All Our Yesterdays Themes
by Natalia Ginzburg

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Themes and Meanings

(Literary Essentials: World Fiction)

In Natalia Ginzburg’s fiction, the family and its relationships determine the parameters of the action. Domestic experience is the source of her inspiration, as it is the starting point of all human development. This novel, however, which draws on Ginzburg’s own experience of the time she spent in the Abruzzi, where her husband was a political prisoner, has a historical dimension rare in her fiction. Her essential theme is the impact of history on private lives, the way public events have of intruding on personal existence and shattering the illusions of security and complacency. Every gesture seems politically determined, including the father’s devotion to his anti-Fascist memoirs and the example he hands down to his son and friends, who establish their own anti-Fascist cell. Later, each member will offer a precise response to the war, beginning with Ippolito, whose suicide as a protest against the collapse of liberal Europe makes him the first war casualty. Anna’s pregnancy coincides with Ippolito’s death and the advance of Nazism. Her giving birth is, in context, an unconscious challenge to the atmosphere of violence and death and a vote of confidence in a future that will outlast the war. Her marriage to Cenzo Rena will open her eyes, and those of the reader, to the southern experience of which she was largely unaware, and ally her to a liberal reformer and the ideals of social engagement. Apolitical as she is, Anna cannot go unmarked by this experience and its tragedy.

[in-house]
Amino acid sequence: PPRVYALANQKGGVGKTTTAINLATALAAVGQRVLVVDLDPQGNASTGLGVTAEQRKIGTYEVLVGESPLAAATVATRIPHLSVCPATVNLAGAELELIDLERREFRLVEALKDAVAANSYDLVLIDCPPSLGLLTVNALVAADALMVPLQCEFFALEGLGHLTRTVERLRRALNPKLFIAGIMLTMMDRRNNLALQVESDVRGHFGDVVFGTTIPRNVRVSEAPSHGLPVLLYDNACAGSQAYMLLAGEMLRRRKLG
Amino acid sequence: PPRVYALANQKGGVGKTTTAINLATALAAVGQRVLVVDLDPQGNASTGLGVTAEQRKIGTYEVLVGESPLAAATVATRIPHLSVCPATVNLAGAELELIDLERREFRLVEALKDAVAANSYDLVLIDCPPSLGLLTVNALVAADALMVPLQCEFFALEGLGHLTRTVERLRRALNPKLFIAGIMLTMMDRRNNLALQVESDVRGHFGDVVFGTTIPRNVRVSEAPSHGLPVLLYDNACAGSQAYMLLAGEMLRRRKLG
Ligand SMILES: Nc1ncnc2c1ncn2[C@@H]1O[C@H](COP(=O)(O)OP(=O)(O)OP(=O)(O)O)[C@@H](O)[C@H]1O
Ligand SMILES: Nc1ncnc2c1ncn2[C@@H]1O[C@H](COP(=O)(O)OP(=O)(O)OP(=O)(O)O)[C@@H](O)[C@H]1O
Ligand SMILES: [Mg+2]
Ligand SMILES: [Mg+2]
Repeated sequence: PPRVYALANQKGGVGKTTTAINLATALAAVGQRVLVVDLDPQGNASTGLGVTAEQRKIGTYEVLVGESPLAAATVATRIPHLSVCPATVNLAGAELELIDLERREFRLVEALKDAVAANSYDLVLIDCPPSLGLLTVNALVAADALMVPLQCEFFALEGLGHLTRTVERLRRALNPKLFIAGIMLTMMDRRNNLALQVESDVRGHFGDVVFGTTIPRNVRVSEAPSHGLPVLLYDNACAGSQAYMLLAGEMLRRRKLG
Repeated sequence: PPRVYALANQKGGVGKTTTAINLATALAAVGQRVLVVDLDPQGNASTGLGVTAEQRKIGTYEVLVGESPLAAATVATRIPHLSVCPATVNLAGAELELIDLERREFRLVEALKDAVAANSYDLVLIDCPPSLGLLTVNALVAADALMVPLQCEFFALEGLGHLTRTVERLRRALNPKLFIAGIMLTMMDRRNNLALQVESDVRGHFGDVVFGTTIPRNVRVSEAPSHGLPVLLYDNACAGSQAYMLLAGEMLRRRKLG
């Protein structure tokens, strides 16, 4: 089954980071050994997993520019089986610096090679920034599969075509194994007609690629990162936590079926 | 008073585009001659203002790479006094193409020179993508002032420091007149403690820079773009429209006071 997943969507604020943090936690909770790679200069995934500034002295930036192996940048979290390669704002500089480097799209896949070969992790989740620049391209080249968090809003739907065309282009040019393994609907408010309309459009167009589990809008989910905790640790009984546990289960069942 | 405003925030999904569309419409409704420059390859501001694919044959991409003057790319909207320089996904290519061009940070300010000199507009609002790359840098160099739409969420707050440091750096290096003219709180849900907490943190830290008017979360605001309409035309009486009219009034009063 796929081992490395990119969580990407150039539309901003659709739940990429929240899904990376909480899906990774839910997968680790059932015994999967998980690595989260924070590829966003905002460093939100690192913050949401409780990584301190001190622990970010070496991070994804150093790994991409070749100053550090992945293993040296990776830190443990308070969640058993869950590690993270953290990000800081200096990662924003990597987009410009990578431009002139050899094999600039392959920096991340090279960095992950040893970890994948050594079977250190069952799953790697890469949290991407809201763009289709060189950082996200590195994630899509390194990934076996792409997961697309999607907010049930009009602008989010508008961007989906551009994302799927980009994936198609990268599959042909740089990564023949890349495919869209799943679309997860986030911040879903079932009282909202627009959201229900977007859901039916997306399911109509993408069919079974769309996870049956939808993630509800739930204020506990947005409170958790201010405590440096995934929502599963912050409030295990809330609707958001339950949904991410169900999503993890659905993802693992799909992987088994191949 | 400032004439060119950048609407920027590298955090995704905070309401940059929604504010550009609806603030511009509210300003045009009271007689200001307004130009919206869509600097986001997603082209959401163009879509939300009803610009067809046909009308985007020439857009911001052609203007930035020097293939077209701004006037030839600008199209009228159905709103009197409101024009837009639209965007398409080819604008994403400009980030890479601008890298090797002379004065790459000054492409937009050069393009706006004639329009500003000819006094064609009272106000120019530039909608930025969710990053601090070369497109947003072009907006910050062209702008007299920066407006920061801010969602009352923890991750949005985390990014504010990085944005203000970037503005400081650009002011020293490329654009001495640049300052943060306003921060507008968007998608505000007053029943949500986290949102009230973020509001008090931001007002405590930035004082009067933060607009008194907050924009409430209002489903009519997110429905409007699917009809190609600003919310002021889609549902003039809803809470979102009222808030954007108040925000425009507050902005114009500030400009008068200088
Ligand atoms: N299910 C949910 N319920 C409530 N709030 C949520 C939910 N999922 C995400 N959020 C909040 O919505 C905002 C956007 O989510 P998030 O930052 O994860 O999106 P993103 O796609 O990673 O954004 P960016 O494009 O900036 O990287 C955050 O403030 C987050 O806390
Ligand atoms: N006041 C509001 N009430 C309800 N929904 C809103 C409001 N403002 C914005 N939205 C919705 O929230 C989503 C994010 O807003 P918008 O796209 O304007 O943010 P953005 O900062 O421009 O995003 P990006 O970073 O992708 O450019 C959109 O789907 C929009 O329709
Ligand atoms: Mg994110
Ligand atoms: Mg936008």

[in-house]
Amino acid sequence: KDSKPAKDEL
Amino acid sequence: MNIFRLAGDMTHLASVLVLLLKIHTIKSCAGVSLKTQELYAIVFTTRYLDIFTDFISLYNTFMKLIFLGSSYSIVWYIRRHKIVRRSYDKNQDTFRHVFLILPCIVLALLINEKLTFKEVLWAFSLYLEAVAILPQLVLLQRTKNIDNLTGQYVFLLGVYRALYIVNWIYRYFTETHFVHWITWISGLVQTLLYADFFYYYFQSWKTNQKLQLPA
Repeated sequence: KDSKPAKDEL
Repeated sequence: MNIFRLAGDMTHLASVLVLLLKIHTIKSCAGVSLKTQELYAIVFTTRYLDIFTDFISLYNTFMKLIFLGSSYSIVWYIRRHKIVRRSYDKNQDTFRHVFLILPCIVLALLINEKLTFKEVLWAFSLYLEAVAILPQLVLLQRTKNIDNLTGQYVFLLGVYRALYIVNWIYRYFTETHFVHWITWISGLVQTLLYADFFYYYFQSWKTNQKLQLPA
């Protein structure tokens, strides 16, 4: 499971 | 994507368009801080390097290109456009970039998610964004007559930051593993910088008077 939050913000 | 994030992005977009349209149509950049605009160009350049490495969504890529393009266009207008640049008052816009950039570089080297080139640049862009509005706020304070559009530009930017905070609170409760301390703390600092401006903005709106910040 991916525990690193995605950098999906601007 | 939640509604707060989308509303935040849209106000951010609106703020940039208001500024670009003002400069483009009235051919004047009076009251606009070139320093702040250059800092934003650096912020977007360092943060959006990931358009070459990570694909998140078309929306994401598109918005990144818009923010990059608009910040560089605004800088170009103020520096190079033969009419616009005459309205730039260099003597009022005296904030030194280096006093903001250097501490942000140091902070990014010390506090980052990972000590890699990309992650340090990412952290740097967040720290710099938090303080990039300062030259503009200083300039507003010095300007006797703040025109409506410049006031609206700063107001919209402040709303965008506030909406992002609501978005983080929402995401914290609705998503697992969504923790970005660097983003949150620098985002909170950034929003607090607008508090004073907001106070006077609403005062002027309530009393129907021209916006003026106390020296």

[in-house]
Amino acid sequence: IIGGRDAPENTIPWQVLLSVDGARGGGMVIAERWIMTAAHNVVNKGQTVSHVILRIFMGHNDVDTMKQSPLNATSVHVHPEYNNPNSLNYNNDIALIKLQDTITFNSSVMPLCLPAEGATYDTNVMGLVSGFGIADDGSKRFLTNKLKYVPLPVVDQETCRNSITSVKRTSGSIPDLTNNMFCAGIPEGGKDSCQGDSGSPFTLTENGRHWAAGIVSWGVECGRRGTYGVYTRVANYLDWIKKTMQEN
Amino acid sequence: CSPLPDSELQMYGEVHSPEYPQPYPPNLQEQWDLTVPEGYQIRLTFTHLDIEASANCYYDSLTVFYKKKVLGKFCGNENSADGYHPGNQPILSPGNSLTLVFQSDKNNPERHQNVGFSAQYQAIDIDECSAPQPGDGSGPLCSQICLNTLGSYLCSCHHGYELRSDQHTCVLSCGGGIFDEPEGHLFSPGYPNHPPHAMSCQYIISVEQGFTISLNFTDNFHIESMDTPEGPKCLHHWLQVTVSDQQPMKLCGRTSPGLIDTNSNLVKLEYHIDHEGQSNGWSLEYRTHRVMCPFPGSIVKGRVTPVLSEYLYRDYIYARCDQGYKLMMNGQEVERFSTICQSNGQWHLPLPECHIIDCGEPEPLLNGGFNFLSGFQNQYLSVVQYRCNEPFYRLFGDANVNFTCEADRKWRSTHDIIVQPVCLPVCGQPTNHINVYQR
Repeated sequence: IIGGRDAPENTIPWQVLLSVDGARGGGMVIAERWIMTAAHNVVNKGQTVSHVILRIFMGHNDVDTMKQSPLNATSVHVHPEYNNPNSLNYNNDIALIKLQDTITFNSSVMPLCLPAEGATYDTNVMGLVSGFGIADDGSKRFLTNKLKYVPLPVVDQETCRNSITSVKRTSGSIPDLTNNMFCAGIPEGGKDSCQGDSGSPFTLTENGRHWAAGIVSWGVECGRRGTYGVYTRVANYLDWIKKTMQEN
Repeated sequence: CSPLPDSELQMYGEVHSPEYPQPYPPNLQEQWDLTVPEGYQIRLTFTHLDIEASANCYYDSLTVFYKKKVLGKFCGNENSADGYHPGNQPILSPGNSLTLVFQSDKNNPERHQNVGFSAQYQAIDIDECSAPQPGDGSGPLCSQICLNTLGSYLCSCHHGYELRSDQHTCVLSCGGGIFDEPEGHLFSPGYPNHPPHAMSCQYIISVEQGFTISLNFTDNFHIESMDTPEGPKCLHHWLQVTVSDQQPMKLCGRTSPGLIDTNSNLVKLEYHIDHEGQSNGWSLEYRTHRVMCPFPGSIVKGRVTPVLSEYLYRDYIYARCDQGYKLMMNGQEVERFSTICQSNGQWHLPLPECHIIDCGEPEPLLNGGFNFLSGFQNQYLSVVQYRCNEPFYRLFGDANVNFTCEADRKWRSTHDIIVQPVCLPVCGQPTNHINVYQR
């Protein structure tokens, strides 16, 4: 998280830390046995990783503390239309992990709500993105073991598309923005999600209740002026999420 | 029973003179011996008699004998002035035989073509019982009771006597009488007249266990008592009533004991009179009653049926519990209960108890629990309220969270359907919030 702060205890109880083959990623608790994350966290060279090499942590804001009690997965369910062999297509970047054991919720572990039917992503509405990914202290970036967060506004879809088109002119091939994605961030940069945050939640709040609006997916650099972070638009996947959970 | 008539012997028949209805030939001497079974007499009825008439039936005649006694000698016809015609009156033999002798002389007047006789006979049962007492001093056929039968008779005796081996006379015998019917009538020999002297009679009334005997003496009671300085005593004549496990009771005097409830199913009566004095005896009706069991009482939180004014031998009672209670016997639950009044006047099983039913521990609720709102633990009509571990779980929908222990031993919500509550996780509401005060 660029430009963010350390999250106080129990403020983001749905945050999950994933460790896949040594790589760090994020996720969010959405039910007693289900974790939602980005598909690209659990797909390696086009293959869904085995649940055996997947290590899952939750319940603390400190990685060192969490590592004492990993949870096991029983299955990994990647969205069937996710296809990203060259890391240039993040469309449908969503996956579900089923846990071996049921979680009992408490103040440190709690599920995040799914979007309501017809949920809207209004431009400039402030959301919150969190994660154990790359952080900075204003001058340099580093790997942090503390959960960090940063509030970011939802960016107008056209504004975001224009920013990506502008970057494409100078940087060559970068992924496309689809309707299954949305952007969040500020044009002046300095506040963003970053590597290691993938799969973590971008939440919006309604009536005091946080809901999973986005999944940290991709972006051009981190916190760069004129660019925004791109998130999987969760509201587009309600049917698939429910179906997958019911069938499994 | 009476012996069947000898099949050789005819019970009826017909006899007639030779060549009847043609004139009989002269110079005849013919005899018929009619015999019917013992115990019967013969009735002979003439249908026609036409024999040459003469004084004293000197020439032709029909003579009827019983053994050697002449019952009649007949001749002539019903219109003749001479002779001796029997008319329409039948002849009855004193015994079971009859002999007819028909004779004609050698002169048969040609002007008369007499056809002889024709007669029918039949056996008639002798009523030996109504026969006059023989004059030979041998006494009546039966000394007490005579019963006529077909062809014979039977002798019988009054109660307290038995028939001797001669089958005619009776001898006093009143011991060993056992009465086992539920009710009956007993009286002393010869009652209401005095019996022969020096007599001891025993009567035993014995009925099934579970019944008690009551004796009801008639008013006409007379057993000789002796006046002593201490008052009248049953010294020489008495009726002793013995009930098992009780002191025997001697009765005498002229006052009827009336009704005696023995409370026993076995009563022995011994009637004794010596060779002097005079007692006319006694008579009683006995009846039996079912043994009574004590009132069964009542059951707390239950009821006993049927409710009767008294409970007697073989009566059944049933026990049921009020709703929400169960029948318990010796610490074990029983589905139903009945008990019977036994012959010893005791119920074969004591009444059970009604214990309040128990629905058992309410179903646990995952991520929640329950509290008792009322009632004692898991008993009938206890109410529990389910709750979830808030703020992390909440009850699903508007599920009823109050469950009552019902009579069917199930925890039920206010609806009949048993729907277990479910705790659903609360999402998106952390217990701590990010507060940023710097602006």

The historical backdrop and the southern theme set All Our Yesterdays apart from the body of Ginzburg’s fiction. Reading it, one is reminded of Carlo Levi’s landmark work, Cristo si e fermato a Eboli (1945; Christ Stopped at Eboli: The Story of a Year , 1947), which set out to catalog all aspects of the problems of southern Italy in specifically sociological terms. Through the prism of personal observation, the reader sees a previously unknown world, one foreign to most Italian readers in 1952. The view includes now-familiar images of economic and human misery: the sick and semisavage children, and the perpetuation of the...

(The entire section is 538 words.)